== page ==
A probationary police officer [Plaintiff] terminated by the appointing authority [Town] filed a petition pursuant to CPLR Article 78 challenging his termination. Plaintiff contended that he performed his duties as a law enforcement officer "in an exemplary manner," as reflected by the numerous community policing awards for which he had been nominated during his 18-month probationary period. Plaintiff alleged that his employment "was nevertheless terminated by the Town Board four days before the expiration of his probationary period, without explanation."*
In the course of the proceeding Plaintiff filed a motion seeking to compel the disclosure of certain "in-car video recordings." The Town opposed the motion, calling it "a fishing expedition" and argued that it was unnecessary to disclose these videos because its Chief of Police had reviewed them and "determined that the vehicular stops were not being properly made."
The Supreme Court directed the Town to produce a copy of the videotapes that Plaintiff had requested for his in camera review.** Supreme Court, after the in camera review, denied Plaintiff's motion to compel the disclosure of the video recordings. The court said that the videos were not "relevant" and subsequently held that the record supported the Town's assertion that Plaintiff's employment had been terminated due to poor performance.
Supreme Court also held that Plaintiff failed to sustain his burden of raising a triable issue of fact as to whether his employment was terminated in bad faith and summarily dismissed his Article 78 petition.
Plaintiff appealed the Supreme Court's decision. The Appellate Division, reversing the lower court's ruling explained:
1. "As relevant here, a probationary employee may "be dismissed for almost any reason, or for no reason at all." This broad discretion is not unlimited, however, and "[t]he employment of a probationary employee may not be terminated "in bad faith, for a constitutionally impermissible or an illegal purpose, or in violation of statutory or decisional law."
2. In a judicial review a determination to terminate a probationary employee's employment, "[t]he burden of presenting legal and competent evidence to show a deprivation of petitioner's rights or bad faith or other arbitrary action ... must be borne by petitioner."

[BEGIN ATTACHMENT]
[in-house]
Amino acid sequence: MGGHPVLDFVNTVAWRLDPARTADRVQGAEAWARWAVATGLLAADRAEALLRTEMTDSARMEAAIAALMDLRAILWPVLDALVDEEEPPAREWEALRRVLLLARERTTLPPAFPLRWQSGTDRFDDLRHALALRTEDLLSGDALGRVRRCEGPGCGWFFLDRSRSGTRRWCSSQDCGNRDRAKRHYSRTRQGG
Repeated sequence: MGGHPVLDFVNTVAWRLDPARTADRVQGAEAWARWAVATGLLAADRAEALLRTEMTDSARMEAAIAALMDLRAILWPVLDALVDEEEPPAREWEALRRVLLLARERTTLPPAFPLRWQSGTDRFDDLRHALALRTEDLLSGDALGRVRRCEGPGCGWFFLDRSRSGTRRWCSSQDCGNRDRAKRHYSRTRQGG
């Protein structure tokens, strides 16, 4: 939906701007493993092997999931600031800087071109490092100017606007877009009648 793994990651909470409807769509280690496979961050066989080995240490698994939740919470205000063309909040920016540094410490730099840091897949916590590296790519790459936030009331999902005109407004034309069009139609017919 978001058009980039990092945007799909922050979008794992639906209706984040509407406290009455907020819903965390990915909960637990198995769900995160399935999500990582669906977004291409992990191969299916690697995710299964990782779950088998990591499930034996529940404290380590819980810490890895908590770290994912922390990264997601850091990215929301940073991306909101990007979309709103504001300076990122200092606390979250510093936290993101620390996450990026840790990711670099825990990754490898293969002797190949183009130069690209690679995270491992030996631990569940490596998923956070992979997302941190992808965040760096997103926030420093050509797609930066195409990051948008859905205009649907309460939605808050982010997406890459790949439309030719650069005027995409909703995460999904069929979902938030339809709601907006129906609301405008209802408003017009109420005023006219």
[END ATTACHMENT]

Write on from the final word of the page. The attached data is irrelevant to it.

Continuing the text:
3. In the event the court finds that the record presents triable issues of fact as to whether the employer was acting in good faith in terminating the probationary employee's employment, a trial must be held.
The Appellate Division, noting that the Town made the positive assertion in the course of the Article 78 action that Plaintiff's employment had been terminated due to his poor performance as a police officer, observed that the Town "did not present any contemporaneous documents or other evidence" to substantiate its claim that Plaintiff had performed his duties in a substandard manner.
Further, in a verified reply to the Town's "new" assertion that Plaintiff was dismissed "for poor performance," Plaintiff said that the Chief of Police "had never advised him that his arrests were improper or illegal during the probationary period" but that the Chief had told him that "the Town Board was unhappy" with a certain arrest Plaintiff had made.
With respect to the Town's failure to produce "any contemporaneous records to support its assertion that [Plaintiff] had performed poorly as a police officer," the Appellate Division's decision notes that "the evidence in the record showed that [Plaintiff] had been given at least nine tours of overtime duty, and had been honored at a regional awards ceremony and received a commendation for his performance as a law enforcement officer during his 18-month probationary term."
The decision also noted that the single written evaluation of Plaintiff's performance signed by the Chief of Police about two months before the termination of Plaintiff stated that Plaintiff's did not need improvement in any area, and that his overall performance was "above standards." Significantly, said the court, the evaluation specifically stated that Plaintiff "[m]akes good arrests," and that he had "grasped the job well" and was "an asset to the department."
Citing Higgins v La Paglia, 281 AD2d 679, the Appellate Division concluded that on this record, Plaintiff's "evidentiary submissions were sufficient to raise a triable issue of fact as to whether his job performance was satisfactory and whether the Town's proffered explanation of poor performance was pretextual."
Under the circumstances, said the Appellate Division, Supreme Court improvidently exercised its discretion in denying Plaintiff's motion to the extent that he sought disclosure of the video recordings that are referenced in the Town's answer and remanded the matter to the lower court for "an immediate trial."
* In York v McGuire, 63 NY2d 760, the Court of Appeals held that “After completing his or her minimum period of probation and prior to completing his or her maximum period of probation, a probationary employee can be dismissed without a hearing and without a statement of reasons, as long as there is no proof that the dismissal was done for a constitutionally impermissible purpose, or in violation of statutory or decisional law, or the decision was made in bad faith.”
** A "private review" of material sought by a party by the court, typically taking place in the private chambers of the judge, with the press and public excluded.
The decision is posted on the Internet at https://law.justia.com/cases/new-york/appellate-division-second-department/2020/2017-11383.html